Version tested DS
Once upon a time, reviewing handheld versions of popular video and PC games was a bit like inviting your old friends round only to discover they all secretly hate you and are recent burns victims. These days, though, the DS is big business to games publishers, so surely they're trying a bit harder. We tracked down five recent examples of "and on DS" to find out.
The Simpsons Game
Games that make fun of games can't really afford to be bad themselves. That was the problem The Simpsons Game had on telly consoles, and the same's true on the DS. Except this time the game bits are worse. (So, off to a bad start.)
Homer, Marge, Bart and Lisa have worked out that they are in a game and now have special powers. So Bart can use his Bart-man cape to hover, and Lisa can use statues of Buddha to move heavy objects around the screen. Much the same as the others, then, except this one's a 2D rather than 3D platformer, and some of the mechanics have been tweaked: Lisa's telekinesis relies on touch-screen input, for example.
The humour's still there, too - and a surprising amount of the script makes the transition, accompanied by cut-scenes reworked to suit the DS' less amazing graphics hardware.
What hasn't changed is the big-brother versions' dull, plodding combat, exacerbated here by stodgy controls and enemies whose attacks and movement patterns make them maddeningly potent, and who also respawn. Great. Nor does the DS game have an answer to its sibling's problem of repetitive, straightforward puzzles that barely qualify to be labelled as such.
One of the better new bits is the Nintendogs-inspired Pet Homer, who sits on the couch while you feed him endless pizza, burgers and snacks, paddling his chest with a defibrillator whenever his heart gives out. This makes you laugh to begin with, but it's rather more throwaway than the developer seems to accept, and being able to unlock new things to do with Pet Homer (essentially two-second sight gags) isn't enough to send you out of your way to round up the game's countless pick-ups, all of which are tiring rather than challenging to collect.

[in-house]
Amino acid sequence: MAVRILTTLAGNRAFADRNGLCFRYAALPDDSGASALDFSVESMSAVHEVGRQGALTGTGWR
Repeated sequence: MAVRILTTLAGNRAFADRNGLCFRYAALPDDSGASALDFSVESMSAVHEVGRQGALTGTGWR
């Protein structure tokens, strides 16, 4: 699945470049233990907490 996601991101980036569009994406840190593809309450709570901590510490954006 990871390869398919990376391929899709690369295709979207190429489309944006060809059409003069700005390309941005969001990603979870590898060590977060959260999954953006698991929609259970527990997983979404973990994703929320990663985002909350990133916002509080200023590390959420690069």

Ultimately it leaves you in the same dilemma as the other versions: if you want a laugh, the show's a much better bet, and if you want to play a decent platformer you might as well dust off NEW Super Mario Bros. You wouldn't slap your Gran if she gave it to you for Christmas, to be fair, but ropey controls and level design will have you reaching for something else come Boxing Day.
Lego Star Wars: The Complete Saga
We never reviewed the last Lego Star Wars game on DS, but the consensus is that it was so broken it wouldn't even help if you got out and pushed. The Complete Saga is in much better shape, and while it's obviously less pretty and exciting than its counterparts on the front-room consoles, it does a surprisingly effective job of building a similar 3D game without falling foul of the DS' relative constraints.
In many ways, it's just as complete a Complete Saga as the others. It's got 160 unlockable characters, dozens of 2D platform levels with 3D graphics encompassing the events of all six films, surprisingly unrubbish top-down vehicle levels, as much of John Williams' iconic soundtrack as Traveller's Tales could fit on the game-card, and controls that do a fair enough job of replicating the console versions' analogue originals.
It was never going to look as shiny and reflective, and animations are rudimentary by comparison, but most of the important bits are handled cleanly: lightsabers cleave droids handsomely in twain, Lego bricks tumble apart and reconstitute themselves into new shapes with the same click-clacking fluency that won our hearts in the first Lego Star Wars game, and sand people always march single file to hide their numbers.
The d-pad isn't a perfect substitute for the analogue stick, of course, and those of you used to the responsiveness of the console versions will take a little while to adapt. Shorn of some of its graphical loveliness and with slightly dumpier controls, collecting studs (the in-game currency) feels more laboured, too, and other elements like the new Force power touch-screen interface are missed opportunities - the latter is soon ditched in favour of simply holding the A button. A bigger shame is the deterioration of some of the game's best bits, the cut-scenes, which are forced to use awkwardly animated sprites instead of polygons, and lose a lot of their comic impact as a result.
Even so, this is a very impressive recreation of the proper console's Complete Saga. Now if they'd just give it out to everyone who picked up the last DS version, it'd be apology accepted, Captain Needa.